Kai Mathar of Germany and Lina Lischka-Haydu of Germany will attend Cascade Locks School. Both are with Quest International.

Hood River Valley High School has four students registered:

Carina Coppers, Germany, Quest International;

Christiane Erkens, Germany through Quest International;

Felix Stroebel, Germany, through EF Foundation;

Erika Suzuki, Japan, Tsuruta Japan Sister City Program;

Suyuri Yomoguita, Mexico, Rotary International.

School Board schedule:

It is legal, and encouraged, to attend school board meetings. All meetings start at 7:30 p.m., at rotating locations around the district. For September through December, these are the locations:

Sept. 12 -- Hood River Middle School

Sept. 26 -- District Office

Oct. 10 -- Cascade Locks School

Oct. 24 -- District Office

Nov. 14 -- Mid-Valley Elementary

Dec. 12 -- Westside Elementary

Think snow:

In June, Norm Hand of Hood River donated to the district a $1,500 John Deere snow blower.

Safety and style:

Oregon Department of Transportation officials make the following suggestions about outfitting children for school:

Bikes and Helmets: make sure the helmet fits properly, and that the bicycle is the right size. How much has your son or daughter grown this summer?

One potential hazard is if your child carries a backpack and rides his or her bike. The load can make the child top-heavy, and liable to crash.

Clothing: Backpacks and bags with reflectors often cost a little more, but make a big difference in visibility on overcast fall days. Attachable reflector key tags or other accessories are available for purchase.

Shoes: Good shoes need not be expensive, and can make walking to school and other points more comfortable. Shoes with reflectors show up better in low-light conditions, and are an extra safety measure in case of an ill-timed fall by hurried feet.

Walk the Talk

Parents can do a lot to help their child succeed in school.

Setting the stage for school success is important in helping children become good learners, writes Karen Lytle Blaha of Northwest Regional Laboratory, a Portland non-profit institution supporting schools in the western United States.

Since "the job of the child is to learn,' parents can do the following to help them:

Show a sincere interest each day in what your child did in school.

Establish a daily family routine for meals, homework, family talk, chores, and bedtime.

Talk regularly with your child about positive values and personal traits such as respect for self and others, and hard work. Then walk the talk.

Use television wisely; limit viewing on school nights.

Read with your child, even if he or she is older; talk about the text and your thought processes as you read or heard it.

Stay in touch with your child's teachers, and ask how you can support learning.

Ask your child's teacher to show you examples of successful student work so you can know what your child's performance should look like.

Tell the principal or teacher if the family is experiencing any problems that might affect your child's learning.

For more information, go to: www.nwrel.org/pirc/hot.html

Latest stories

Latest video:

Parkdale third graders sing "12 Disaster Days of Christmas"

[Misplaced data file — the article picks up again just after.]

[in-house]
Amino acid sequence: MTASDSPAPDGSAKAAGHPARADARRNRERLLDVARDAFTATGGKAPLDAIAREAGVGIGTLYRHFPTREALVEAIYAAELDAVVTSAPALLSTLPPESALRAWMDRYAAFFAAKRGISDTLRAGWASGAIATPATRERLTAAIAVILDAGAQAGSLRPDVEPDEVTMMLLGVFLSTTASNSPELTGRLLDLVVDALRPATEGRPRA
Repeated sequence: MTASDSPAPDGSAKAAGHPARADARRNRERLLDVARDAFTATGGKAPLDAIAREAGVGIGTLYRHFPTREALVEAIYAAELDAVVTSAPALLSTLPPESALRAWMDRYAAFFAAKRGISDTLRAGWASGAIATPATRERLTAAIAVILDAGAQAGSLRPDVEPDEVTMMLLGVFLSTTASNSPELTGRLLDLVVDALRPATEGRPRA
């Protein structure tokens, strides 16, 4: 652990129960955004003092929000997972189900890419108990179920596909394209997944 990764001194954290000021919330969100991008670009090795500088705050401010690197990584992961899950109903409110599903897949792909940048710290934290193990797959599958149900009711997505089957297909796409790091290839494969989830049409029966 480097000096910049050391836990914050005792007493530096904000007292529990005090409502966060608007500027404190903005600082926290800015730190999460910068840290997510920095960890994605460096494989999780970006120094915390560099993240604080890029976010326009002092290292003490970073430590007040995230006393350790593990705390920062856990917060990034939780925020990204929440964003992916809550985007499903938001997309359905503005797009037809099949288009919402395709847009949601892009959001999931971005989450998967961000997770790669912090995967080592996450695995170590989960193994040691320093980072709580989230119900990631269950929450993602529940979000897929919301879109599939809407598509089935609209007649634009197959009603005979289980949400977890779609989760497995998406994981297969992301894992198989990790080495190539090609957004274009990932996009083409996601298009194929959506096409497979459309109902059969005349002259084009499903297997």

Welcome to your sing-able Christmas gift list. What follows is an emergency rendition of “12 Days of Christmas” – for outfitting your home or car in case of snow storm, earthquake, flood or other emergency. Read it as a simple list, or sing it to the tune of “12 Days” – you know, as in “ … and a partridge in a pear tree…” Not to make light of it, but the song is a familiar framework for a set of gift ideas that you could consider gathering together, even if the recipient already owns items such as a bunch of coats, tire chains and flashlights. Stores throughout the Gorge are stocked up on all these items. Buying all 12 days might be prohibitive, but here are three ideas for checking any of the dozen off your list (notations follow, 1-12.) The gift items needed to stay warm, dry and safe are also coded to suggest items in your abode (A) in your car (C) or both (B). 12 Gallons of Water (A) 11 Family meals (B) 10 Cans of propane (A) 9 Hygiene bags (B) 8 Packs of batteries (A) 7 Spare coats (B) 6 Bright red flares (C) 5 Cozy blankets (B) 4 Tire chains (C) 3 Flashlights (B) 2 cell phone chargers (B) 1 And a crush-proof first aid kit (B) Price ranges? Here’s a few quotes for days Three, Two, Four and Nine: n A family gift of flashlights (three will run $15-30, Hood River Supply, Tum-A-Lum) n Cell phone chargers (two will run $30-60) n Tire chains (basic set, $30, Les Schwab, returnable if unused for the winter) n Family meals ($100 or so should cover the basics for three or four reasonably well-fed days) n The home kit should be kept in a handy place near an exit, and remember that water needs to be replenished every few months. If you have a solid first aid kit already, switch out the gift idea with “and-a-sto-o-u-t- tub-for it-all …” Otherwise, it’s a case of assembling your home or car kits and making sure all members of the family know what the resources are and how to use them (ie flares and propane). Emergency situations are at worst life-threatening, at best deeply uncomfortable if you and your family are left without power for an extended period, or traveling and find yourself in a situation where you need to wait out a storm, lengthy traffic delay, or other crisis. Notes on the 12 gift ideas: 12 – Gallons of water: that’s one per person in a four-member family to last for three days, the recommended minimum to be prepared for utility outages. 11 – Easy-open packaged goods, energy bars, dried food and nuts are good things to include for nutrition. Think of what your family of four needs for three days to stay fortified and hydrated (see number 12). Can-opener also recommended 10 – If you have a propane camping stove, keep extra fuel handy. 9 – Hygiene bags: put packaged moistened towelettes, toilet paper, and plastic ties in large garbage bags (for personal sanitation) Resource list courtesy of Hood River County Emergency Management, Barbara Ayers, manager/ 541-386-1213. The county also reminds residents to Get a Kit, Make A Plan to connect your family if separated, and Stay Informed. See www.co.hood-river.or.us to opt-in for citizen alerts. Enlarge